“When I go pick up my daughter from day care she’s playing with everyone, which is very different from other times of the year when it’s fairly homogeneous,” he says.
Pradeep Chhabria has been bringing his children and his brother’s children to Little Dippers since 2003, when the family opened Precious Kollections, their jewelry and souvenir shop on Broadway.
He says, his children love Skagway even more than St. Thomas, where the family spends the winters.
“Over there, it’s like study, study, study,” he says.

Jasmine Viehe (left) reads about Asian tigers to Little Dippers children for their “Twirl Around the World” program. Jeff Brady

The children spend their summers in Skagway playing on team sports, learning in the day care and, this summer, they’ve even become involved in a Bible Club.
But for Chhabria, who expects to become a full-fledged U.S. citizen next year and whose children are already U.S. citizens, it is important to maintain touch with their Indian heritage.
“They know how to speak Indian. They know about their culture,” he says. “If we put (forth) the Indian culture from when they are a child, they will respect it when they are older.”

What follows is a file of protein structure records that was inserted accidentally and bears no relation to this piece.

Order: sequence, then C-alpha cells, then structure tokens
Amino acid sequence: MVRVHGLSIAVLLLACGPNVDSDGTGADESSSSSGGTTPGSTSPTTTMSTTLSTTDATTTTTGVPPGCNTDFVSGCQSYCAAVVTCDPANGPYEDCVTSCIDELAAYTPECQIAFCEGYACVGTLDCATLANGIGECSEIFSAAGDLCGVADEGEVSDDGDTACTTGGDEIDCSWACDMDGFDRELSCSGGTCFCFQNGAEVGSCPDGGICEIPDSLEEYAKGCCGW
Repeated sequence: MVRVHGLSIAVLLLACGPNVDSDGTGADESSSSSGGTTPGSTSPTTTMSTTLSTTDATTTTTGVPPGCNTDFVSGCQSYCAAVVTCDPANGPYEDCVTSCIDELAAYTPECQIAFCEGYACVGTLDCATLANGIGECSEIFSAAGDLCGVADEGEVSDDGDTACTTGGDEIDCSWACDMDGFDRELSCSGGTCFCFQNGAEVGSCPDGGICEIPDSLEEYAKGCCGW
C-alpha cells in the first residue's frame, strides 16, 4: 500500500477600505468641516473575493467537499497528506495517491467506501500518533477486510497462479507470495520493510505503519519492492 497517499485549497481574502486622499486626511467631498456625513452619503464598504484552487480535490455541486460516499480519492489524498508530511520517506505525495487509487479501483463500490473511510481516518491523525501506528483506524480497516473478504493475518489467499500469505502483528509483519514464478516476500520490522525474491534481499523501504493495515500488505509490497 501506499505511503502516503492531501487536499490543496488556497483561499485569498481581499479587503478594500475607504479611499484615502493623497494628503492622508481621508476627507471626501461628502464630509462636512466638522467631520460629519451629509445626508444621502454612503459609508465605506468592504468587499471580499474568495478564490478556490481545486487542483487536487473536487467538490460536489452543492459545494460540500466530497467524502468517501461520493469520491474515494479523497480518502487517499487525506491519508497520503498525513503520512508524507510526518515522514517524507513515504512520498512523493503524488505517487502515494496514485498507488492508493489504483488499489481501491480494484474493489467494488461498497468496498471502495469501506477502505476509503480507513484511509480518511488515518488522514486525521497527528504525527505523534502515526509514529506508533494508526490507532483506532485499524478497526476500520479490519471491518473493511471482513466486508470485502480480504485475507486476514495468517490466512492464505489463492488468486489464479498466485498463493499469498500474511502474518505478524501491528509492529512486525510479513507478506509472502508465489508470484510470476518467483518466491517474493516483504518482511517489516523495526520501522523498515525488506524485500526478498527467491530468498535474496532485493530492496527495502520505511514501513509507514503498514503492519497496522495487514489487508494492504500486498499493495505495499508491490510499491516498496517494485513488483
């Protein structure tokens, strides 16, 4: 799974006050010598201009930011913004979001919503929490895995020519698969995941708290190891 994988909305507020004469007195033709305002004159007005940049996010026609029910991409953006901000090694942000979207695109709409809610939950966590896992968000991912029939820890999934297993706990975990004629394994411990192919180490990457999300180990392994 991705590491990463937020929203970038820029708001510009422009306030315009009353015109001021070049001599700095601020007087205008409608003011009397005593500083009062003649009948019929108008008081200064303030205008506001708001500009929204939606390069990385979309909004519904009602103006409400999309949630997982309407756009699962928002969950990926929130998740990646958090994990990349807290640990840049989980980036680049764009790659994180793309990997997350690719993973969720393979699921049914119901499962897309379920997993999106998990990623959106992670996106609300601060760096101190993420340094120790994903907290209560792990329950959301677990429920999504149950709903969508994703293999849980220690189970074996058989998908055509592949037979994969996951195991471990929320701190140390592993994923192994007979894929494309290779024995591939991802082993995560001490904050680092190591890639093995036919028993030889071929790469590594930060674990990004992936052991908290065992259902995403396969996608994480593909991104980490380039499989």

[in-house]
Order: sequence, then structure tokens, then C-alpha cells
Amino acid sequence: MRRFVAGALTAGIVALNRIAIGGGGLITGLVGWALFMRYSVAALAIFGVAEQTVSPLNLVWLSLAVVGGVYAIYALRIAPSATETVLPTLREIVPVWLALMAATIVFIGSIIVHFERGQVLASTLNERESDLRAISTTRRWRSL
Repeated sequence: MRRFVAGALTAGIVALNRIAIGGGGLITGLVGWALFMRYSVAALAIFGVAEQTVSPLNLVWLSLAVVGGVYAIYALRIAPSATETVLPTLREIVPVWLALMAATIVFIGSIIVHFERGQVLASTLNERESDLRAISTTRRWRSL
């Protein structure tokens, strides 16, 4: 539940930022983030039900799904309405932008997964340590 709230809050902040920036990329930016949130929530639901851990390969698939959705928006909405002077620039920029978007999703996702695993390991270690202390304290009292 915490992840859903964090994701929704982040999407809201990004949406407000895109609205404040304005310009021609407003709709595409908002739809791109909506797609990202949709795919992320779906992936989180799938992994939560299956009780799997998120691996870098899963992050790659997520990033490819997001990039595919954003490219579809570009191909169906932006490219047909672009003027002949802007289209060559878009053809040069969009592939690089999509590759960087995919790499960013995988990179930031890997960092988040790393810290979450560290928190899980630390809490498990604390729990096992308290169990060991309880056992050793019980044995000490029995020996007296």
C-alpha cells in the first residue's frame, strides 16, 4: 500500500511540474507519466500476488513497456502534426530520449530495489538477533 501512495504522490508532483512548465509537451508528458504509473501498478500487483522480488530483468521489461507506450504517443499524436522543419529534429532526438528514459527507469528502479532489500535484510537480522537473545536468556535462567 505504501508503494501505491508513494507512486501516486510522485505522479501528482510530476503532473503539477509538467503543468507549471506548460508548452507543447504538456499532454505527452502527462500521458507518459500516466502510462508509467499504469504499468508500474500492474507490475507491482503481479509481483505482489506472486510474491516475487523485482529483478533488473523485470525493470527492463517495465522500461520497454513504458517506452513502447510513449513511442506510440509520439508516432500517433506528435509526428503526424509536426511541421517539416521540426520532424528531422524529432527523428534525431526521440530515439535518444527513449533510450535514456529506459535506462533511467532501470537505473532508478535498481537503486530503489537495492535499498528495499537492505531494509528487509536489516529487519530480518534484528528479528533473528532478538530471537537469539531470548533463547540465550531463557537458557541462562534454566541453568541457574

He and his family still pray every morning before Hindu gods. It’s a tradition, and it provides an opportunity to bond as a family, he says.
“At times, your family will help you better than anyone else,” he says. “We Indians like to be together.”
He says, it’s important that the kids remain active in the community. His children’s activities provide opportunities for other Skagway residents to meet him as well.
“My child is the only one who’s Indian,” he says. “So they come up and chat.”
Little Dippers Director Angela Hauge says she’s noticed a steady increase in diversity of her young clients since she started working there in 2002. Many of her students come from all over the United States and have parents who were born in Turkey, India and Mexico.
Because her students come from so many different backgrounds, Hauge says she started the “Twirl Around the World” program this summer. Each day, the kids go to a new country or part of the world and discuss a different aspect of life there.
“Now it being such a global world... it’s important to know what’s going on,” she says.
She says children tend to be more open to their classmates’ backgrounds and ideas.